In Kendall Hoyd and Silver Spur Capital Partners, LP v. Trussway Holdings, LLC (C.A. No. 2017-0260-SG), the Delaware Court of Chancery (the “Court“) addressed the perennial challenges related to corporate valuations. The central question involved the determination of a corporation’s proper price-per-share in the context of an appraisal action arising from the conversion of a corporation into an LLC by merger. The Court rejected the use of “comparable companies” and “precedent transaction” analyses, defaulting to the use of discounted cash flow (DCF) analyses in the formulation of its corporate valuation.

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Chancery Court Cites Flawed Process in its Resort to Traditional Valuation Methodology and Reliance on All Relevant Factors in a Recent Appraisal Action

By Jill B. Louis and Rashida Stevens

The Delaware Court of Chancery determined that a flawed deal process kept the merger price from being a reliable indication of value in the Blueblade Capital Opportunities LLC and Blueblade Capital Opportunities CI LLC (collectively, “Blueblade”) v. Norcraft Companies, Inc. (“Norcraft”) (C.A. No. 11184-VCS (Del. Ch. July 27, 2018)), appraisal action.

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CHANCERY COURT SETS FAIR VALUE IN APPRAISAL ACTION AT DEAL PRICE LESS SYNERGIES

By: Annette Becker and Caitlin Velasco

In In re Appraisal of Solera Holdings, Inc., C.A. No. 12080-CB (Del. Ch. July 30, 2018), the Delaware Court of Chancery, applying an adjusted deal price analysis in a statutory appraisal proceeding, determined that the fair value of the stock of Solera Holdings, Inc. (“Solera” or the “Company”) at the time of its March 2016 going-private merger transaction was $53.95 per share–the deal price less estimated synergies. The Court reached this conclusion after thoroughly examining and ultimately rejecting the use of (a) the discounted cash flow (“DCF”) analysis, proposed by seven investment funds that were former stockholders of Solera (the “Petitioners”) and the (b) the unaffected market price analysis, proposed by Solera in supplemental briefing in response to the use of such analysis in Verition Partners Master Fund Ltd. v. Aruba Networks, Inc., C.A. No. 11448-VCL (Del. Ch. May 21, 2018). Read More

MEMBER ENTITLED TO FAIR VALUE OF INTEREST UPON FORCED WITHDRAWAL

By Scott E. Waxman and Annamarie C. Larson

In Domain Associates, L.L.C. et al. v. Nimesh S. Shah (C.A. No. 12921-VCL), Vice Chancellor Lastor held that, in the absence of clear language in the limited liability company agreement, a withdrawn member of a venture capital fund’s management company is entitled to the fair value of his or her member interest, not simply the amount of the member’s capital account.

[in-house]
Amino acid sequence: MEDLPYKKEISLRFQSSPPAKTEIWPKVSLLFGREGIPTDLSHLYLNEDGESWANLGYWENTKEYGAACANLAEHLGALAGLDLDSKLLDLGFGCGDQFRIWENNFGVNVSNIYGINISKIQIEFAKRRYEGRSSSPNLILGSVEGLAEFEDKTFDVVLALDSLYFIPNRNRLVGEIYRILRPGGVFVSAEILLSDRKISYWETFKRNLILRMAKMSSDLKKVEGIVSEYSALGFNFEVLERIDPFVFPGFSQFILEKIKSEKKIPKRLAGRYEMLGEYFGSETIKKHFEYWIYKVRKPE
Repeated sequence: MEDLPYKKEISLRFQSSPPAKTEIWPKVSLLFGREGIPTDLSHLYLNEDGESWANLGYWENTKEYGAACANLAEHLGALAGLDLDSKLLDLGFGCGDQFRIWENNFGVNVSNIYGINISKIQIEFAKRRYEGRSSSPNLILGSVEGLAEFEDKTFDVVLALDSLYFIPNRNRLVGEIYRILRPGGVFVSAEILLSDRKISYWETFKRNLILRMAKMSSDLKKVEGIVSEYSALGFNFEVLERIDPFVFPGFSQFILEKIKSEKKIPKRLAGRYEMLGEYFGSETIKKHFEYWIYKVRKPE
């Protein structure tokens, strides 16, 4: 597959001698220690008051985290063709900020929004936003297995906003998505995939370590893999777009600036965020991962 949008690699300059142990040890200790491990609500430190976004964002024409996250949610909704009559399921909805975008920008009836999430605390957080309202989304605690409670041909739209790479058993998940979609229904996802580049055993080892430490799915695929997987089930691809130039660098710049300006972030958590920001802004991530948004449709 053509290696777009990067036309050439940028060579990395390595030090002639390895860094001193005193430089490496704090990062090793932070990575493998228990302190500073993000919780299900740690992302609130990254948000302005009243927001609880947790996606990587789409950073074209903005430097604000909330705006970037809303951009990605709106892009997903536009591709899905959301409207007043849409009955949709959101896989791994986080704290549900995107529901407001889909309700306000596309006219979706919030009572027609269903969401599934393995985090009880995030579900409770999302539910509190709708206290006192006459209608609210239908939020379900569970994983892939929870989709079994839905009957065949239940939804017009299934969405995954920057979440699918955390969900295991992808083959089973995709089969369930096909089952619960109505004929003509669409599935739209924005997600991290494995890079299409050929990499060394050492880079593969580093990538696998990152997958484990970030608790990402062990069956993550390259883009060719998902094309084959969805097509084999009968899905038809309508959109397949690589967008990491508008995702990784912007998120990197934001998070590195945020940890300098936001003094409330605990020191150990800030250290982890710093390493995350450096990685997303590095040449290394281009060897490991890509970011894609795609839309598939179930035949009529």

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CHANCERY COURT SETS FAIR VALUE IN APPRAISAL ACTION BELOW THE VALUATIONS SUGGESTED BY THE PARTIES

By: Scott Waxman and Benjamin Kendall

In Verition Partners Master Fund Ltd. v. Aruba Networks, Inc., C.A. No. 11448-VCL (Del. Ch. May 21, 2018), the Delaware Court of Chancery denied a motion for reargument of its earlier decision setting the appraisal value of the shares of Aruba Networks, Inc. (“Aruba” or the “Company”) at the time of its acquisition by Hewlett-Packard Company (“HP”).  Although the merger agreement offered $24.67 per share of the Company, and the Company ultimately suggested that the fair value of the Company’s shares was $19.75, the Court of Chancery set the fair value of the Company’s shares at $17.13. In denying the motion for reargument, the Court of Chancery reiterated its position that the trial court must independently determine the fair value of the shares in an appraisal proceeding and that the market price of a publicly traded firm can itself be an accurate measurement of fair value.

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CHANCERY COURT NULLIFIES DISSOLUTION OF LIMITED LIABILITY COMPANIES FOR FAILURE TO SET ASIDE A RESERVE TO SATISFY KNOWN CLAIMS

By: Scott E. Waxman and Calvin D. Kennedy

In Kevin Capone and Steven Scheinman v. LDH Management Holdings LLC, et al., C.A. No. 11687-VCG (Del. Ch. April 25, 2018), the plaintiffs, Kevin Capone (“Capone”) and Steven Scheinman (“Scheinman”), and the defendants, LDH Management Holdings LLC (“Management Holdings”), LDHMH MM, LLC (together with Management Holdings, the “LLCs”), Castleton Commodities International LLC (f/k/a Louis Dreyfus Highbridge Energy LLC (“LDH”)) and certain members of the Board of Directors of LDH, each moved for summary judgment regarding the plaintiffs’ claim that the defendants violated Delaware law by cancelling the LLCs without setting aside a reserve for the plaintiffs’ breach of contract claims.  The court granted the plaintiffs’ motion for summary judgment and held that the defendants were aware of the plaintiffs’ non-frivolous claims for breach of contract against the LLCs and, therefore, the defendants acted in violation of Delaware law when they failed to create a reserve to cover the plaintiffs’ claims when the LLCs were dissolved.